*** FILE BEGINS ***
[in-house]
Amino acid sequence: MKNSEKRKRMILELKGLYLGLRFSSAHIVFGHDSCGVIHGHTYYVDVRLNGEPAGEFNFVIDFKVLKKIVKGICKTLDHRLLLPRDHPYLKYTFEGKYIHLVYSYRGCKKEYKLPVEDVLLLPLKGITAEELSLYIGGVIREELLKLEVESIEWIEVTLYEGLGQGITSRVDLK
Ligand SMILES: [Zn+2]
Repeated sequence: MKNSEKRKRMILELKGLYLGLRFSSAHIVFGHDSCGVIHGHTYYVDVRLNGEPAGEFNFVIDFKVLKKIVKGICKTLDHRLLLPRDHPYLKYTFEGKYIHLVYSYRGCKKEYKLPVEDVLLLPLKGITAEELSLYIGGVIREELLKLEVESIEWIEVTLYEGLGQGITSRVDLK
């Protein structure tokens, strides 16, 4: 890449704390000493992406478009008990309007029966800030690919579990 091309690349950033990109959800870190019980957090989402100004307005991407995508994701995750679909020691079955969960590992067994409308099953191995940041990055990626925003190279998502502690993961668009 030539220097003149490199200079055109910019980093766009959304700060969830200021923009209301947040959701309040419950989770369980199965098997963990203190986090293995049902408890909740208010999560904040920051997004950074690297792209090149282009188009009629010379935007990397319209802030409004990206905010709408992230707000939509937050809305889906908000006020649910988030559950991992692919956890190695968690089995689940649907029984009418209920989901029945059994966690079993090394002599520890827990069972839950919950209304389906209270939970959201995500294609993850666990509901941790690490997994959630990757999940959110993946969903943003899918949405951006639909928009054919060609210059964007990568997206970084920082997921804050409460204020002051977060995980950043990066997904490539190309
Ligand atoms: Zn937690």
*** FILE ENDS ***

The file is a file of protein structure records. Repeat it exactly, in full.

[in-house]
Amino acid sequence: MKNSEKRKRMILELKGLYLGLRFSSAHIVFGHDSCGVIHGHTYYVDVRLNGEPAGEFNFVIDFKVLKKIVKGICKTLDHRLLLPRDHPYLKYTFEGKYIHLVYSYRGCKKEYKLPVEDVLLLPLKGITAEELSLYIGGVIREELLKLEVESIEWIEVTLYEGLGQGITSRVDLK
Ligand SMILES: [Zn+2]
Repeated sequence: MKNSEKRKRMILELKGLYLGLRFSSAHIVFGHDSCGVIHGHTYYVDVRLNGEPAGEFNFVIDFKVLKKIVKGICKTLDHRLLLPRDHPYLKYTFEGKYIHLVYSYRGCKKEYKLPVEDVLLLPLKGITAEELSLYIGGVIREELLKLEVESIEWIEVTLYEGLGQGITSRVDLK
């Protein structure tokens, strides 16, 4: 890449704390000493992406478009008990309007029966800030690919579990 091309690349950033990109959800870190019980957090989402100004307005991407995508994701995750679909020691079955969960590992067994409308099953191995940041990055990626925003190279998502502690993961668009 030539220097003149490199200079055109910019980093766009959304700060969830200021923009209301947040959701309040419950989770369980199965098997963990203190986090293995049902408890909740208010999560904040920051997004950074690297792209090149282009188009009629010379935007990397319209802030409004990206905010709408992230707000939509937050809305889906908000006020649910988030559950991992692919956890190695968690089995689940649907029984009418209920989901029945059994966690079993090394002599520890827990069972839950919950209304389906209270939970959201995500294609993850666990509901941790690490997994959630990757999940959110993946969903943003899918949405951006639909928009054919060609210059964007990568997206970084920082997921804050409460204020002051977060995980950043990066997904490539190309
Ligand atoms: Zn937690």